1) There is a shortage of 4.2 million frontline healthcare workers on the African Continent, according to the World Health Organization, making it difficult for women and families to get the health services they need. 2) HIV/AIDS is stigmatized in many communities throughout the world, creating challenges for people living with HIV to access lifesaving treatment. 3) Women face profound gender inequality in the countries where m2m operates. 4) Adolescent girls and young women in sub-Saharan Africa are disproportionately affected by HIV/AIDS, accounting for five out of six new infections among adolescents aged 15 to 19.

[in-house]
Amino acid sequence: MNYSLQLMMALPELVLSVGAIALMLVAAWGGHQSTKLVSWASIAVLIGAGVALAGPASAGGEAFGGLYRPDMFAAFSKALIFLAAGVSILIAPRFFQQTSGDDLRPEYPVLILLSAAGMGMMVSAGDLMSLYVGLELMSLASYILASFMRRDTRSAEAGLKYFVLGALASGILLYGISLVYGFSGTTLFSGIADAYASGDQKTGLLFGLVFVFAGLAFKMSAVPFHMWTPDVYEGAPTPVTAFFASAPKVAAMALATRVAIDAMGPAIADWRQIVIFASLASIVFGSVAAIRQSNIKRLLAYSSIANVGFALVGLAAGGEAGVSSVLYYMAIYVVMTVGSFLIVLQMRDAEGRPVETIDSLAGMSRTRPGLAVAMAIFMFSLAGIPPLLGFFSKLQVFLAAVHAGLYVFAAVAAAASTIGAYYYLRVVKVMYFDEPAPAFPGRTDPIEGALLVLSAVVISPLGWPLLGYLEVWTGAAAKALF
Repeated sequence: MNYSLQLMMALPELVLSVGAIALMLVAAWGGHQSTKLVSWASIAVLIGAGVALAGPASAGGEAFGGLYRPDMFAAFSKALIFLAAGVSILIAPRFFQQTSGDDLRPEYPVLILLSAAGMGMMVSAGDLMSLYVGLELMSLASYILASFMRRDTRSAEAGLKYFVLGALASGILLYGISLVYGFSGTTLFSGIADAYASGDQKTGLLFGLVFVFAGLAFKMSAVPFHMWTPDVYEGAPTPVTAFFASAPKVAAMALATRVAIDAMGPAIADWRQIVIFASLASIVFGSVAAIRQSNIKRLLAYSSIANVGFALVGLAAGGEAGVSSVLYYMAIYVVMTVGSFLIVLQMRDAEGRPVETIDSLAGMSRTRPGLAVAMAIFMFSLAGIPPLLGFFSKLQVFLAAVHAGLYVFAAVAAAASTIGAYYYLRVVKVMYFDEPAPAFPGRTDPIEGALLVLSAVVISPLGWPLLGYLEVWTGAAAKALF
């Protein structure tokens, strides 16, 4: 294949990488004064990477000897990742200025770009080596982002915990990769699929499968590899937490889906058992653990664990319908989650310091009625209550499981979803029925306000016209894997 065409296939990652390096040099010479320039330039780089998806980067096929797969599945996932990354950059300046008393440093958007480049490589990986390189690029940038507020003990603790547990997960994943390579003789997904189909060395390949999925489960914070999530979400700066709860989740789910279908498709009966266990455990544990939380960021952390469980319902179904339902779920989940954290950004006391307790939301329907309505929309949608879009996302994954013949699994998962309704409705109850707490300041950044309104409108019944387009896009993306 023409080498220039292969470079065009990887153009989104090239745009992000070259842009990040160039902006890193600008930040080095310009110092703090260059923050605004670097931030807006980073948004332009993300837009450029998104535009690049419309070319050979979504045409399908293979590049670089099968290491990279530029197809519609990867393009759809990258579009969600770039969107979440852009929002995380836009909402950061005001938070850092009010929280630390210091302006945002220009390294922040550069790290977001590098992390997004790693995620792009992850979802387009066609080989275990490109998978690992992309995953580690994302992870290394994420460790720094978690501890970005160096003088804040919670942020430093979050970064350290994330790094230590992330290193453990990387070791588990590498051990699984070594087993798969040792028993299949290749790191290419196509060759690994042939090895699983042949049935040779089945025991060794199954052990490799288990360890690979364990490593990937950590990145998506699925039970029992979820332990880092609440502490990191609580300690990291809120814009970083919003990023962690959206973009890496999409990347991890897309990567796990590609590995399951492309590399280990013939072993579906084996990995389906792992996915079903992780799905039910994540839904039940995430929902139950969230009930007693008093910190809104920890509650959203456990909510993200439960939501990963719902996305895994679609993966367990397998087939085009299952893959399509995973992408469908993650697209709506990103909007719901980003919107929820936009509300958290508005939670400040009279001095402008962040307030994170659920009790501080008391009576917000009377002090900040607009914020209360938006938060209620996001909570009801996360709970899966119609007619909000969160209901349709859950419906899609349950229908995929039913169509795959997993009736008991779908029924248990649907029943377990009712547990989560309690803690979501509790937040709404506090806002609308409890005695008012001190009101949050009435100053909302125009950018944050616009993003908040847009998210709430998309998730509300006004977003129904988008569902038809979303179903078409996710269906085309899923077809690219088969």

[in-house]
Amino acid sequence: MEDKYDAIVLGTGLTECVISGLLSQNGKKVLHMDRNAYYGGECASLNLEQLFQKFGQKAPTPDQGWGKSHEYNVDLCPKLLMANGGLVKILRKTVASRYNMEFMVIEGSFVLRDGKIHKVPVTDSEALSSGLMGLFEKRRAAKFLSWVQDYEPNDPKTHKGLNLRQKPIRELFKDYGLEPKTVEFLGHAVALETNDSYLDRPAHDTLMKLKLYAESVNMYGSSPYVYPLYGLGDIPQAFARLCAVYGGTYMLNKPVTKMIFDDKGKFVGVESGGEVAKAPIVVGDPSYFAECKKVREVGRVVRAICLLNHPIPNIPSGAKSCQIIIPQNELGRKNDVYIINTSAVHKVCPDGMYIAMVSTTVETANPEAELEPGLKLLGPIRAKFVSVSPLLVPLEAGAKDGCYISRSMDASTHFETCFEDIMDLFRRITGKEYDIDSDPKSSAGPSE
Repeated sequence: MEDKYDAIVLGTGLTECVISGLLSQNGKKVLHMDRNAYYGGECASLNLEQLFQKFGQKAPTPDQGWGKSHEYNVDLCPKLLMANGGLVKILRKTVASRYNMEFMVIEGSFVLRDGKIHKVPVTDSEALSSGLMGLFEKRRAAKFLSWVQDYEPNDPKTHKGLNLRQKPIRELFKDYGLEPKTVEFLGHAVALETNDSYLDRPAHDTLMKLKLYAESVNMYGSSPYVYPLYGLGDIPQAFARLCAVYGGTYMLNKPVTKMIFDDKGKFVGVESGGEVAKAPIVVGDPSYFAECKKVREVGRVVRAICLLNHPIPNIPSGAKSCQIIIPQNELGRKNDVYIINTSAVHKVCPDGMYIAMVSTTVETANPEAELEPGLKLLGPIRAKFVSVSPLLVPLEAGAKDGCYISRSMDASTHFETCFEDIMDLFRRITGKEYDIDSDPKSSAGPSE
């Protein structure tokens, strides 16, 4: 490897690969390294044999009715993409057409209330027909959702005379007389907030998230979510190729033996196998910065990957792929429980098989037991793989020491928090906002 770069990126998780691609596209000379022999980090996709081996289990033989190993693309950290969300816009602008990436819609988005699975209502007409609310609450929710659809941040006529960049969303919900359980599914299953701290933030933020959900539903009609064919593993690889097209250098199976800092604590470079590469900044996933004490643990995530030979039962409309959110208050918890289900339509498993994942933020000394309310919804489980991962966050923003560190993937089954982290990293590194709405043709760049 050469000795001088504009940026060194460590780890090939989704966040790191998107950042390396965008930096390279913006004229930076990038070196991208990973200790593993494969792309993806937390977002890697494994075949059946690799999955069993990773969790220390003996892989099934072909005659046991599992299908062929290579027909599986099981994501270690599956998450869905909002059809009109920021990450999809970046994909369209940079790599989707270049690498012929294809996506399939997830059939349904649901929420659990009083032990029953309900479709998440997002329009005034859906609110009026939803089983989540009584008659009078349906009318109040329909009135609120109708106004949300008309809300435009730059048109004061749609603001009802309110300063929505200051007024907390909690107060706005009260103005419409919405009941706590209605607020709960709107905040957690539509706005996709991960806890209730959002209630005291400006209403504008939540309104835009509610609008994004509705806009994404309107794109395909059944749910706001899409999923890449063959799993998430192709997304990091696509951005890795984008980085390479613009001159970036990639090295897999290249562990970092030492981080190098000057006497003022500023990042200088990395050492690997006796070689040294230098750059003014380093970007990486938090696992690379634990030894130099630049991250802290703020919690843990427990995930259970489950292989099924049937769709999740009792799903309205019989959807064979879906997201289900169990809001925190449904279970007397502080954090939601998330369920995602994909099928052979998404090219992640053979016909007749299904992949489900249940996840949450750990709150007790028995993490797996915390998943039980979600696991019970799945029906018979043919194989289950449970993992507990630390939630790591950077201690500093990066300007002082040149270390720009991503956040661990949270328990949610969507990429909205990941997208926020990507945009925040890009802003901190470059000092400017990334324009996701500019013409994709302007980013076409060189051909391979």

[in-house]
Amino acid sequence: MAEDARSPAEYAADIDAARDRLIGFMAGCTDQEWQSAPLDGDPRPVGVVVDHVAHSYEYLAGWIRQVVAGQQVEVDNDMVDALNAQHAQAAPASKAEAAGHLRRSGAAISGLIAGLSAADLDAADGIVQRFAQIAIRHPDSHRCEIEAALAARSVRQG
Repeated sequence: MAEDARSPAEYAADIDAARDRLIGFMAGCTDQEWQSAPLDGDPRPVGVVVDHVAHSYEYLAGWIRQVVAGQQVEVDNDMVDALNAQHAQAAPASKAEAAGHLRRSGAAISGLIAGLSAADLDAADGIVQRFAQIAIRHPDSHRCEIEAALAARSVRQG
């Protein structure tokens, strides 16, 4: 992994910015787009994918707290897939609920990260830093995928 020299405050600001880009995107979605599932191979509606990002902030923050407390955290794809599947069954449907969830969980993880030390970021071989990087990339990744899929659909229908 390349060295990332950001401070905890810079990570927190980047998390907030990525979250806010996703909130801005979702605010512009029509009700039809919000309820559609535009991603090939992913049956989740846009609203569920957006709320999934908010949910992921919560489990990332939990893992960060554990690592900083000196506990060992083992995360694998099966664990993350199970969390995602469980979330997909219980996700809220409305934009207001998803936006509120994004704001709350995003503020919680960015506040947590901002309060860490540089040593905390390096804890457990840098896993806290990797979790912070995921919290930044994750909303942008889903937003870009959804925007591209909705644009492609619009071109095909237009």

1) Since our founding, m2m has employed over 11,000 women living with HIV as community health workers. 2) Through this employment, women become role models and leaders in their communities, which helps to reduce stigma associated with HIV. 3) By employing women as frontline health workers, we are shifting the traditional paradigm of men being the primary source of income in families, and providing opportunities for women to empower themselves through education and employment. 4) Services are delivered by Mentor Mothers, who are living with HIV and are from the same communities as their clients—creating empathy and shared experiences that lead to more effective services, and are often underpinned by a deep personal commitment by the Mentor Mother herself.